In an attempt to bridge the so-called “digital divide,” the FCC by a 3-2 vote on Thursday said it would formally consider expansion of the so-called “Lifeline” monthly communications subsidy for poorer Americans to include Internet access.

“30 years after Lifeline was founded, the Commission has concluded it is time for a fundamental, comprehensive restructuring of the program to meet today’s most pressing communications needs: access to broadband,” the FCC said in a statement.

The FCC initially proposed expansion of the program last month. It is seeking comment on the plan and also is seeking ideas for how the qualifications are determined for access to the program.

[In other news: Tired of automated phone calls urging you to vote for a certain candidate or pitching you a cruise vacation? You can now tell your phone company that federal regulators say it’s OK to block them.]

Voting in favor of the expansion were FCC Chairman Tom Wheeler and the two other Democrat appointees. The two Republican members opposed the change.

Currently, people can use a $9.25 month subsidy per household for telephone or cellular phone access.

“Today begins a proceeding to spend rate payers’ money more wisely, to deliver 21st-century benefits to deserving recipients, and to get to the heart of the historic issues that have haunted this program’s efficiency,” Wheeler said, according to The Washington Post.

In seeking to expand the subsidy. the FCC pointed out that “low income” households and consumers often don’t have high-speed access.

“While over 95% of households with incomes of $150,000 or more have access, only 48% of those making less than $25,000 have service at home,” the FCC said.

“Low-income consumers disproportionately use smart phones for Internet access – but nearly 50% of them have had to cancel or suspend smartphone service due to financial hardship.”

The term “digital divide” emerged to describe the disparity in Internet access with the wealthier Americans and those who live in metropolitan areas having the greatest deal of access.

Addressing that disparity was a key factor in the creation of the North Carolina Next Generation Network project, which is now being built by AT&T in parts of the Triangle and Triad. Partners in the project (cities and universities) required that Wi-Fi access and free service to numerous public sites be included in the network.

Under a separate program, Frontier Communications, which provides Internet and phone service in Durham County and much of western North Carolina, this week accepted an FCC proposal to spend $283 million to expand high-speed Internet access to more rural areas.

Reforms, changes

The Lifeline program has been subject to substantial political criticism, and the FCC is seeking to address some of those concerns by seeking ideas for:

  • “Adopting minimum service standards for both voice and broadband service”
  • “Whether broadband should be a required offering of Lifeline providers”
  • “How to encourage more competition to improve price and service”
  • “How to encourage more participation by the states”
  • “Streamlining and tightening the process of verifying consumer eligibility by taking it out of the hands of providers”

Two consumer groups support decision

A consumer group that has called for the Lifeline change hailed the vote.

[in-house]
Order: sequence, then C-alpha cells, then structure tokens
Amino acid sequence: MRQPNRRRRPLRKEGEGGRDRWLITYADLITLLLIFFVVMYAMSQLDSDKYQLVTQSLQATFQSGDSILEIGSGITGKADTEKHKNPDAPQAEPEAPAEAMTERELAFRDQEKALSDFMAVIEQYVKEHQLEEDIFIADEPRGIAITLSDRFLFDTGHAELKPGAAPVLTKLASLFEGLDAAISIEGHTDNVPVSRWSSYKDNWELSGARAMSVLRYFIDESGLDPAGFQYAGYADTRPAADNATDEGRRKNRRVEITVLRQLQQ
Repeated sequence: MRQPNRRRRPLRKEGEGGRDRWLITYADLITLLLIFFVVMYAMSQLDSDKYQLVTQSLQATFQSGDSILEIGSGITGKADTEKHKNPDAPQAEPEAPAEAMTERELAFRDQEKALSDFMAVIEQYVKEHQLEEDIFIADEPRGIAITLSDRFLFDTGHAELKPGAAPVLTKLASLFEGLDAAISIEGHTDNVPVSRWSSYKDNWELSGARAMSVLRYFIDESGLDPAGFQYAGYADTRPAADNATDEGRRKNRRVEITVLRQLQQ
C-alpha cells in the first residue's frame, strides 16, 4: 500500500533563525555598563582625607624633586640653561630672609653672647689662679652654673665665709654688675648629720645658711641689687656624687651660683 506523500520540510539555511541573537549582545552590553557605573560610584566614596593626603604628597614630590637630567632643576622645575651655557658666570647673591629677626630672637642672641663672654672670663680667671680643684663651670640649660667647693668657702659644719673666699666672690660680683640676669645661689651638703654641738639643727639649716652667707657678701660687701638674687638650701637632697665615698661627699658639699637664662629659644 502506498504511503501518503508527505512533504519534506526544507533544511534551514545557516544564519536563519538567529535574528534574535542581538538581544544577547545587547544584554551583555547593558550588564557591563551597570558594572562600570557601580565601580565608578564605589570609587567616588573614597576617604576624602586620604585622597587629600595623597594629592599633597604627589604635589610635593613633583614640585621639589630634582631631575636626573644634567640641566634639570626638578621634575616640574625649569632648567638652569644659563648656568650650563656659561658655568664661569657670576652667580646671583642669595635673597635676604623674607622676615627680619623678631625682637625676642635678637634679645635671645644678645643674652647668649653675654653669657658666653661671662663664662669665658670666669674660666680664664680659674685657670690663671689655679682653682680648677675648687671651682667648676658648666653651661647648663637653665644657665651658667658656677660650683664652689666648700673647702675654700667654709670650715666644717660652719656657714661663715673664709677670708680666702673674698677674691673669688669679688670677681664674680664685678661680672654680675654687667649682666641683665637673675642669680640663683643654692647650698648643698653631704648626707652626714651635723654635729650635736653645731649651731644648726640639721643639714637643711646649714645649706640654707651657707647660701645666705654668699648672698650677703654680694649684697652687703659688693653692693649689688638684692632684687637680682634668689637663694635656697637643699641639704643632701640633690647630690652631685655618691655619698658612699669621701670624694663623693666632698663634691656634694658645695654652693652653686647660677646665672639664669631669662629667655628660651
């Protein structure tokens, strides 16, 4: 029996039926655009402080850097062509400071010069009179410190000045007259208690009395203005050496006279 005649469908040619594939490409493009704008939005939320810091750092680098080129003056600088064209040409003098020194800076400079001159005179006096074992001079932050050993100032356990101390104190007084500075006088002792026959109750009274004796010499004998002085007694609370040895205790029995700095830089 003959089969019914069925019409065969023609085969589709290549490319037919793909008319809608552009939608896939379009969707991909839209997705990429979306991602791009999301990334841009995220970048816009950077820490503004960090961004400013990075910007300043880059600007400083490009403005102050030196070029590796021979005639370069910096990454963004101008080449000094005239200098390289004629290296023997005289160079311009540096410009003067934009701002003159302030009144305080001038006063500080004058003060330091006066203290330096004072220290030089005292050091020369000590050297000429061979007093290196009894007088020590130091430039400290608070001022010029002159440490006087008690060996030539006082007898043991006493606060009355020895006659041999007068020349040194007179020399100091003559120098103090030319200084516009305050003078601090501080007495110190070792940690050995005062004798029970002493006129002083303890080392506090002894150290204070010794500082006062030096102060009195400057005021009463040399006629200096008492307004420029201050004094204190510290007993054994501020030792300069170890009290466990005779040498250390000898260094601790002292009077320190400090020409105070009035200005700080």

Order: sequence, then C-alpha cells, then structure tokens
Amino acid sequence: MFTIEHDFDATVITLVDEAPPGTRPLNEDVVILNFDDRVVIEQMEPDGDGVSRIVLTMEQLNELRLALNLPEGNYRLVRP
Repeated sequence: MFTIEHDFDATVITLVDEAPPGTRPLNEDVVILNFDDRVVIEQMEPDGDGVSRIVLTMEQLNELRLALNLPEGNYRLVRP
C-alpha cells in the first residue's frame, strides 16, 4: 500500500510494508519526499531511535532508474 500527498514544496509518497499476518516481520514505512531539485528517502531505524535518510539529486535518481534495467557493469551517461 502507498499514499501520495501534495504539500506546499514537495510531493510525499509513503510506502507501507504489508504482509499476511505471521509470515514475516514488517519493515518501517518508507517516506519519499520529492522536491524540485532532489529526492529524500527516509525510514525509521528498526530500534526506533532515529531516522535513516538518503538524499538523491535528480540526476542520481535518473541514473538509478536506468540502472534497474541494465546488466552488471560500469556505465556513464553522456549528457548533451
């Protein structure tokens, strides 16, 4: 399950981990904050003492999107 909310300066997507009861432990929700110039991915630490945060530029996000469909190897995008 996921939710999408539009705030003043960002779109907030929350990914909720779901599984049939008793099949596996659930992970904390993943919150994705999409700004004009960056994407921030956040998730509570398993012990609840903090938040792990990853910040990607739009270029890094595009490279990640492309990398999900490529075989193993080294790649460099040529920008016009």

“For decades, Lifeline has been just that — a lifeline helping low-income families stay connected to family, friends, doctors, employers and schools,” said Greenlining Institute Energy and Telecommunications Policy Director Stephanie Chen in a statement.

“Today, more of these daily essentials are moving online, yet too many of our families can’t afford broadband, and are once again left behind. This disproportionate disconnection creates ripple effects in just about every aspect of life, and that’s no longer acceptable. Connected communities have better rates of employment, better rates of civic participation, and better educational, health, and wealth outcomes. Modernizing Lifeline will bring all communities the wealth of opportunities offered by fast, reliable, open broadband.”

Recently, the Consumers Union also voiced support for the move.

“Our nation continues to face a serious gap in broadband availability that leaves millions of Americans unable to realize the economic, educational, entrepreneurial, and social benefits that flow from these services,” said CU policy counsel Delara Derakhshani. “We applaud the Commission’s work to get affordable broadband to as many people as possible.”

Digital divide data

A variety of data points from the FCC and the Census Department as well as the Pew Foundation have documented the digital disparity:

  • 92 percent of households with incomes between $100,000 and $150,000 have broadband
  • 47 percent for households with income below $25,000 have broadband
  • 64 percent for African Americans have broadband
  • 53 percent for Hispanics have broadband
  • 63 percent for people with disabilities have broadband;
  • 51 percent for people with limited English proficiency have broadband
  • 38 percent for households that prefer Spanish have broadband

Who’s eligible?

Lifeline was launched in the Reagan Administration in 1985 as a subsidy for phone service. It was expanded in 2008 to include wireless service.

People eligible for the service are those at 135 percent or less of the federal poverty level or who receive other subsidies such as Medicaid and food stamps.

There are some 12 million Lifeline subscribers currently, according to Consumers Union.

The service is paid for by fees charged to service providers who can pass on the costs to customers.